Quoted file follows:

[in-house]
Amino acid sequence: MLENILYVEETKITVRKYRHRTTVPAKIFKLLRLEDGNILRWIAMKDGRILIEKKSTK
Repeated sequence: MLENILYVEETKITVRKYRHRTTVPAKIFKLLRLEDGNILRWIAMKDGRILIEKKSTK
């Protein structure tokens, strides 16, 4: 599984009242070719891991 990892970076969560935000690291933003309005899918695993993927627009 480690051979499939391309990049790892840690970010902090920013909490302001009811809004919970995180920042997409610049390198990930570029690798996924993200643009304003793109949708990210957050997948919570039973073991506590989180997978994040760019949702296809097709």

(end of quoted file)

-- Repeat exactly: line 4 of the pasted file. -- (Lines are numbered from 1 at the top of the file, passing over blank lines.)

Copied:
């Protein structure tokens, strides 16, 4: 599984009242070719891991 990892970076969560935000690291933003309005899918695993993927627009 480690051979499939391309990049790892840690970010902090920013909490302001009811809004919970995180920042997409610049390198990930570029690798996924993200643009304003793109949708990210957050997948919570039973073991506590989180997978994040760019949702296809097709």